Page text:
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  • Print publication year: 2014
  • Online publication date: January 2018

6 - Pharmacology for attention-deficit hyperactivity disorder, Tourette syndrome and autism spectrum disorder

    • By David Coghill, Reader in Child and Adolescent Psychiatry, Division of Neuroscience, Medical Research Institute, University of Dundee, UK, Eugenia Sinita, Head of Research and Development & Consultant in Adult Psychiatry, Department of Research and Development, National Centre of Mental Health, Clinical Psychiatric Hospital, Chisinau, Republic of Moldova
  • Edited by Sarah Huline-Dickens
  • Publisher: Royal College of Psychiatrists
  • pp 74-93

Summary

Historically, paediatric pharmacology in general and paediatric psychopharmacology in particular have received much less research interest and funding than their adult counterparts. As a consequence, relatively few drugs are licensed for use in child and adolescent populations.

One of the greatest obstacles to evidence-based clinical practice is the time taken to translate research findings into treatment recommendations that are effective and usable in a general out-patient setting. Unfortunately, there are also several clear examples of changes in clinical practice outstripping the available evidence. In this chapter and the next, we describe some of the recent advances and current controversies in child and adolescent psychopharmacology. With the exception of attentiondeficit hyperactivity disorder (ADHD) in this chapter, they are organised by disorder rather than drug class. The section on ADHD is organised by class of drug as this best reflects the ways in which clinical decisions are made about individual patients.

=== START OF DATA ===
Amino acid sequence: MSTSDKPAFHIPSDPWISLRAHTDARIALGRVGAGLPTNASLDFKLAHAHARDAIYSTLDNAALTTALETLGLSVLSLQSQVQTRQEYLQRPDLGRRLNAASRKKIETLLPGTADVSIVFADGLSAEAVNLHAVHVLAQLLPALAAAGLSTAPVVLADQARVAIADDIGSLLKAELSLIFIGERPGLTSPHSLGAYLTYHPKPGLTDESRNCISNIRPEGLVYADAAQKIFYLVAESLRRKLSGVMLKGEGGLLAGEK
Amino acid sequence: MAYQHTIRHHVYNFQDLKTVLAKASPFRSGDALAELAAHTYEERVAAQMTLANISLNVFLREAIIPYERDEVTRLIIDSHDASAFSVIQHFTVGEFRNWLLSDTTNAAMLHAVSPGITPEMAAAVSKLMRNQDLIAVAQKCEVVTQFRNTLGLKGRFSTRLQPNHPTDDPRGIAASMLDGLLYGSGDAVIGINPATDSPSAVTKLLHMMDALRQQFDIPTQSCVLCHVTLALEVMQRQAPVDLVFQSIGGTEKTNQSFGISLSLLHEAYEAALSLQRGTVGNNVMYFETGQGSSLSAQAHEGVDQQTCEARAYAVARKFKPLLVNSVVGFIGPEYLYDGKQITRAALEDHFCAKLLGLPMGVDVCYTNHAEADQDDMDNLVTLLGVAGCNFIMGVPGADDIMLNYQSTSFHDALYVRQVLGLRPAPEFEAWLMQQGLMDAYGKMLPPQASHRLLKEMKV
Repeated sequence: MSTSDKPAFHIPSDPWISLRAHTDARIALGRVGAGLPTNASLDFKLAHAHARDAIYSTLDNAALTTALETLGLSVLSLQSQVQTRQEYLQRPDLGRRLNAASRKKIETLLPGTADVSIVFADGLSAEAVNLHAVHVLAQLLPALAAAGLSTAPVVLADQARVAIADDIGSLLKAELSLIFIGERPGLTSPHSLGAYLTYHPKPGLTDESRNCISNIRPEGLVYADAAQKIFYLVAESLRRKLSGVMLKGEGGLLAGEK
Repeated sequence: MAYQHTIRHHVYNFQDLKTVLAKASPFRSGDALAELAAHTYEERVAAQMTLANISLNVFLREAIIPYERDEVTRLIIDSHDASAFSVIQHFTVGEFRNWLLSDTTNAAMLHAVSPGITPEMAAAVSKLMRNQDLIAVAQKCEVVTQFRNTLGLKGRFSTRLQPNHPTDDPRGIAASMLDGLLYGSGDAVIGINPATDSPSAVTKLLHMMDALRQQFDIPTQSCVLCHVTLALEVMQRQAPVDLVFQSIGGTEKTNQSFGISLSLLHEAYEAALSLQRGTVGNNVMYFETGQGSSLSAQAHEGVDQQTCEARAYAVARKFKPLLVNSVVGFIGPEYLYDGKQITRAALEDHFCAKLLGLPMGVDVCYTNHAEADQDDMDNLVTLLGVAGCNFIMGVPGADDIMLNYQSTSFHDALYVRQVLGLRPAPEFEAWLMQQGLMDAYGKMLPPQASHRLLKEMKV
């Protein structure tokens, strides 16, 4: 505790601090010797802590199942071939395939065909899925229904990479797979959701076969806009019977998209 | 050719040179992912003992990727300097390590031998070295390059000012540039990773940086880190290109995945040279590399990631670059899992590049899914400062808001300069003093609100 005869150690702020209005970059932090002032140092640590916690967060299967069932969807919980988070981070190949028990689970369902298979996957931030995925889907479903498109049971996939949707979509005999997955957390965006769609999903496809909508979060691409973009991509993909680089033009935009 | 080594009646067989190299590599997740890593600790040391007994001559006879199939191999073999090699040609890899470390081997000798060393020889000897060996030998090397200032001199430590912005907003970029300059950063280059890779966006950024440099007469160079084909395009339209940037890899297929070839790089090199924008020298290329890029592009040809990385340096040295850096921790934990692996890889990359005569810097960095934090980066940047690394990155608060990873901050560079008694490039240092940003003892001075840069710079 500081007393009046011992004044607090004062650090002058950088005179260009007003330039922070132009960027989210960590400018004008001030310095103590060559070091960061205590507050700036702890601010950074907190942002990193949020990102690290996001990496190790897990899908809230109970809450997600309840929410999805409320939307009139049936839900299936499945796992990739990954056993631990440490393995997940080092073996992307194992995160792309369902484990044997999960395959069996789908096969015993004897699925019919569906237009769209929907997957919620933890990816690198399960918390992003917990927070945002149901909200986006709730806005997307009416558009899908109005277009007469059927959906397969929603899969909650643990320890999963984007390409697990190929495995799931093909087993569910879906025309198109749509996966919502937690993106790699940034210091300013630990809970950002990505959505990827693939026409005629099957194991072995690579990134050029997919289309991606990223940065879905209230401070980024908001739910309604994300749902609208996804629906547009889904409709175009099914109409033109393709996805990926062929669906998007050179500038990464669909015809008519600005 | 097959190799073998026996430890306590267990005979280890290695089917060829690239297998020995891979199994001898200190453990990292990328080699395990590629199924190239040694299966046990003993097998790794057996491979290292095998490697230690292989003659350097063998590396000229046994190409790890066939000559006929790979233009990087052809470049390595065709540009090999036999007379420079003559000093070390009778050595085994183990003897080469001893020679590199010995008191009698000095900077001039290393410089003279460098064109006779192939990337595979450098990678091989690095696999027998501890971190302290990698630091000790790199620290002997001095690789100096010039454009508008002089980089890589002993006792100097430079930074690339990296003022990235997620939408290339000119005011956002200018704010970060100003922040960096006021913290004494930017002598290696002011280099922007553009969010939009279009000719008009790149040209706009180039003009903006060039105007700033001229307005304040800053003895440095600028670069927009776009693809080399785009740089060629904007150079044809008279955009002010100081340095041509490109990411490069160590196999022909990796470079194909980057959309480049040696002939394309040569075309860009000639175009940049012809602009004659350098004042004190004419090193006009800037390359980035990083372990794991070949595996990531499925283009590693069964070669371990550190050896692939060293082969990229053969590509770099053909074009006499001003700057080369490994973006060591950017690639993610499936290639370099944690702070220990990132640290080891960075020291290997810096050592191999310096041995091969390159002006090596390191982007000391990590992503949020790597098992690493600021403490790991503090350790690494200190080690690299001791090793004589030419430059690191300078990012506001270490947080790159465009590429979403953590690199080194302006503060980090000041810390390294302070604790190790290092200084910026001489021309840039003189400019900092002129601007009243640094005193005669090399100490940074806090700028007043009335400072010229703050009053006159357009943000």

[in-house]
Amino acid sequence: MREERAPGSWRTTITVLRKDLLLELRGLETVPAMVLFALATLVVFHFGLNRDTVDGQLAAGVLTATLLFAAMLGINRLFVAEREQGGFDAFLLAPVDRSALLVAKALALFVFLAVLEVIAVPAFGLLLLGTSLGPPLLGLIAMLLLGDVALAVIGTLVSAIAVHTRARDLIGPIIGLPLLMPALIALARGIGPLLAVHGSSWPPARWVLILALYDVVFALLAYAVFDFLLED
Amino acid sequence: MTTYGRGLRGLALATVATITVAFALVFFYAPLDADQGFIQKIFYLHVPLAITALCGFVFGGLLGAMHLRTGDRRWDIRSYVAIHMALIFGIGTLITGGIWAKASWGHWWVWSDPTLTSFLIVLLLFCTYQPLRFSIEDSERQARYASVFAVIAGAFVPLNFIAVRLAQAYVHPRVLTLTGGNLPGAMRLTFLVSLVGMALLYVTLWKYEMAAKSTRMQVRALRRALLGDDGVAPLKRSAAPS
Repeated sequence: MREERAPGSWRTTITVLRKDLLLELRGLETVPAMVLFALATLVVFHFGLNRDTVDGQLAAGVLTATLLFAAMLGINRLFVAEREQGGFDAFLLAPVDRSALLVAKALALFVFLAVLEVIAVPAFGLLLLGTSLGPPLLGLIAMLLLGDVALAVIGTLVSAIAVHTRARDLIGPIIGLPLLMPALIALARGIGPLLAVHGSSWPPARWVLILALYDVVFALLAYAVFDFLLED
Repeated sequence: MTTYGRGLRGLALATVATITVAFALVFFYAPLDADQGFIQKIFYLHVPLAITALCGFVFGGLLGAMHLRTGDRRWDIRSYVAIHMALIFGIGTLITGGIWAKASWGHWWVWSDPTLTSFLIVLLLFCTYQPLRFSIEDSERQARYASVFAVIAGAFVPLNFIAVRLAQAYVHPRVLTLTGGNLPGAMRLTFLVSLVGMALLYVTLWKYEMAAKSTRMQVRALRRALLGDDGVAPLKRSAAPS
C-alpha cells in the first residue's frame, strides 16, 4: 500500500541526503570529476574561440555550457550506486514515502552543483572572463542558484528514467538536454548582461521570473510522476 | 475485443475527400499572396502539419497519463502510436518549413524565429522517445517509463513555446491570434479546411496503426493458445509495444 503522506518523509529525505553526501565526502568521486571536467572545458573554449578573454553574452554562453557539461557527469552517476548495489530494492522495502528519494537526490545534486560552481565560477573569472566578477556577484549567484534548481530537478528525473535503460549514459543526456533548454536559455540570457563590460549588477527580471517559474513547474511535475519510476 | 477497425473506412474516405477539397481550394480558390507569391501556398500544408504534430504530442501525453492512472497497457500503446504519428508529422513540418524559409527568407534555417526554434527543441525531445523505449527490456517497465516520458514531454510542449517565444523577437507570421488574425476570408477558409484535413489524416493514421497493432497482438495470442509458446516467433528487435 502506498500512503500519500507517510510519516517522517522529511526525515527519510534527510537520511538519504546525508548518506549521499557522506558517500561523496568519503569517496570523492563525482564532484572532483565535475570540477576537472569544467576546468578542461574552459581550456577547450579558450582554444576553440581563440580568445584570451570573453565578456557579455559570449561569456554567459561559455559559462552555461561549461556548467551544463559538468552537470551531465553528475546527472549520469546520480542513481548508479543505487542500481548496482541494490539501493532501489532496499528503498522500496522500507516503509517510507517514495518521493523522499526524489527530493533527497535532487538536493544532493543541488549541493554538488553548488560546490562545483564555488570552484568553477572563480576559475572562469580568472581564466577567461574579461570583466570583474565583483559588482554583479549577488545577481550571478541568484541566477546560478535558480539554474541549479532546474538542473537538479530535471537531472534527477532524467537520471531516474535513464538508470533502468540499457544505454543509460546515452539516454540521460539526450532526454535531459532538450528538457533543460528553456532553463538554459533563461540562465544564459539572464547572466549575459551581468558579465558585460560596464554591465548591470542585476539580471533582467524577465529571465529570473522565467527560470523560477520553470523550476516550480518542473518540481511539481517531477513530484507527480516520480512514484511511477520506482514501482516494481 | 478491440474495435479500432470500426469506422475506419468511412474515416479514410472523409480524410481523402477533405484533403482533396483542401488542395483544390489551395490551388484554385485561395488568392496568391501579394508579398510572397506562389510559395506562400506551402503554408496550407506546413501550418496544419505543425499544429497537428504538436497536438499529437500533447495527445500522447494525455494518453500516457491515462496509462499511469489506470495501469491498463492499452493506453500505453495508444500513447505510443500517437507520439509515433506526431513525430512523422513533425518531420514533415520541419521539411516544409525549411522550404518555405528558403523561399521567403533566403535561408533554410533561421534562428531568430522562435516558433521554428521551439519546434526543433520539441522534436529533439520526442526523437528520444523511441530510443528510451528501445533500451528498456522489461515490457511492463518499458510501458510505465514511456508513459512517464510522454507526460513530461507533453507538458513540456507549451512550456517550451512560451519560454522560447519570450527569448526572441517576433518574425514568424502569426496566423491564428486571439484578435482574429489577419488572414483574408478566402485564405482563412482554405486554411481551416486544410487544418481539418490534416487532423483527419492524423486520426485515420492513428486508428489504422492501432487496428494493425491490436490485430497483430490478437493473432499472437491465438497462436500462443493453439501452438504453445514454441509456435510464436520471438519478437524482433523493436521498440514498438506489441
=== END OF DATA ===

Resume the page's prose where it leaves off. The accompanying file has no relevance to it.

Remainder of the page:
Attention-deficit hyperactivity disorder

There has been more research into the use of medication for the treatment of ADHD than any other area of child and adolescent psychopharmacology, and most clinicians are now comfortable with the idea of using medications as a part of their treatment of ADHD. There have, however, been key advances in knowledge and several new treatment options introduced over the past few years. In addition, more basic science studies have helped clarify the relationship between the pharmacokinetics and misuse potential of stimulant medications (Volkow et al, 1995) and raised interesting questions about the relationship between core ADHD symptoms and cognition (Coghill et al, 2007). Clinical studies have started to address the similarities and differences between different medications as well as their effect on non-core aspects of functioning and quality of life (Coghill, 2010). In view of the quantity of trial data and the fact that most clinicians are used to working with these drugs, we focus here on newer medications and current controversies.

Evidence-based treatment and the MTA study

The end of 1999 saw the publication of the primary findings from the Multimodal Treatment of Attention Deficit Hyperactivity Disorder (MTA) multisite study, which was funded by the US National Institute of Mental Health. These findings, and the ensuing commentaries and criticisms of the study, marked a milestone in child and adolescent psychiatry research.